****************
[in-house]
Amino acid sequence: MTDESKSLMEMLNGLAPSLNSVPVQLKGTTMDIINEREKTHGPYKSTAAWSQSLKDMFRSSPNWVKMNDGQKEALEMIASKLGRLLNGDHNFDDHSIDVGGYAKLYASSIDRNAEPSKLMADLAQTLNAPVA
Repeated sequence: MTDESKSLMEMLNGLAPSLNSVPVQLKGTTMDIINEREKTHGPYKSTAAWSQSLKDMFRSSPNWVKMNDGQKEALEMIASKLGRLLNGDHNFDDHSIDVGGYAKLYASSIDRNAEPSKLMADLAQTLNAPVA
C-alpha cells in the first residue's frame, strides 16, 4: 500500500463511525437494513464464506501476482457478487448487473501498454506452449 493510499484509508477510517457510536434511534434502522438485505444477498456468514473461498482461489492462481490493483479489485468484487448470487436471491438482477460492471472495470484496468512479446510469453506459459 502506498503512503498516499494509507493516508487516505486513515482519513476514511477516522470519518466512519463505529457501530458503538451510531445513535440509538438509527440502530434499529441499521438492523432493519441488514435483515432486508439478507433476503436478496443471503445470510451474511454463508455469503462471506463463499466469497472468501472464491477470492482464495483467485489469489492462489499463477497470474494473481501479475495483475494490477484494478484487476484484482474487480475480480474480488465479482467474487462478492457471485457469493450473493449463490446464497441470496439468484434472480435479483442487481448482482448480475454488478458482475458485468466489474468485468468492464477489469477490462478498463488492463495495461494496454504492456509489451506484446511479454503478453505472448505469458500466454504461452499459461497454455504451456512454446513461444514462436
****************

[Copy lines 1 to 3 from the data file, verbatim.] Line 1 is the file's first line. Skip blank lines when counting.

[in-house]
Amino acid sequence: MTDESKSLMEMLNGLAPSLNSVPVQLKGTTMDIINEREKTHGPYKSTAAWSQSLKDMFRSSPNWVKMNDGQKEALEMIASKLGRLLNGDHNFDDHSIDVGGYAKLYASSIDRNAEPSKLMADLAQTLNAPVA
Repeated sequence: MTDESKSLMEMLNGLAPSLNSVPVQLKGTTMDIINEREKTHGPYKSTAAWSQSLKDMFRSSPNWVKMNDGQKEALEMIASKLGRLLNGDHNFDDHSIDVGGYAKLYASSIDRNAEPSKLMADLAQTLNAPVA